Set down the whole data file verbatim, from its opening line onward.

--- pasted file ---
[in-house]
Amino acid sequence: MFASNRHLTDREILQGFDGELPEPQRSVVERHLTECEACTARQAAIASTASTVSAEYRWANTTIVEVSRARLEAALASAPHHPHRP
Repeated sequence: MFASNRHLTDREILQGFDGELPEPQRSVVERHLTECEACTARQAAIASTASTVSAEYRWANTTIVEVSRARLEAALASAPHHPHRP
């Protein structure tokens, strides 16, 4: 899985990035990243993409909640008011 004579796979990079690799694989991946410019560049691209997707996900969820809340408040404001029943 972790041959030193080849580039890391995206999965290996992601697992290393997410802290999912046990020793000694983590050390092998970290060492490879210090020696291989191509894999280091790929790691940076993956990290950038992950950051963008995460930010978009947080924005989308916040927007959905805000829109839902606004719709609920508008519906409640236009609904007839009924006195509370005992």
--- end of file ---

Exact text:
[in-house]
Amino acid sequence: MFASNRHLTDREILQGFDGELPEPQRSVVERHLTECEACTARQAAIASTASTVSAEYRWANTTIVEVSRARLEAALASAPHHPHRP
Repeated sequence: MFASNRHLTDREILQGFDGELPEPQRSVVERHLTECEACTARQAAIASTASTVSAEYRWANTTIVEVSRARLEAALASAPHHPHRP
């Protein structure tokens, strides 16, 4: 899985990035990243993409909640008011 004579796979990079690799694989991946410019560049691209997707996900969820809340408040404001029943 972790041959030193080849580039890391995206999965290996992601697992290393997410802290999912046990020793000694983590050390092998970290060492490879210090020696291989191509894999280091790929790691940076993956990290950038992950950051963008995460930010978009947080924005989308916040927007959905805000829109839902606004719709609920508008519906409640236009609904007839009924006195509370005992």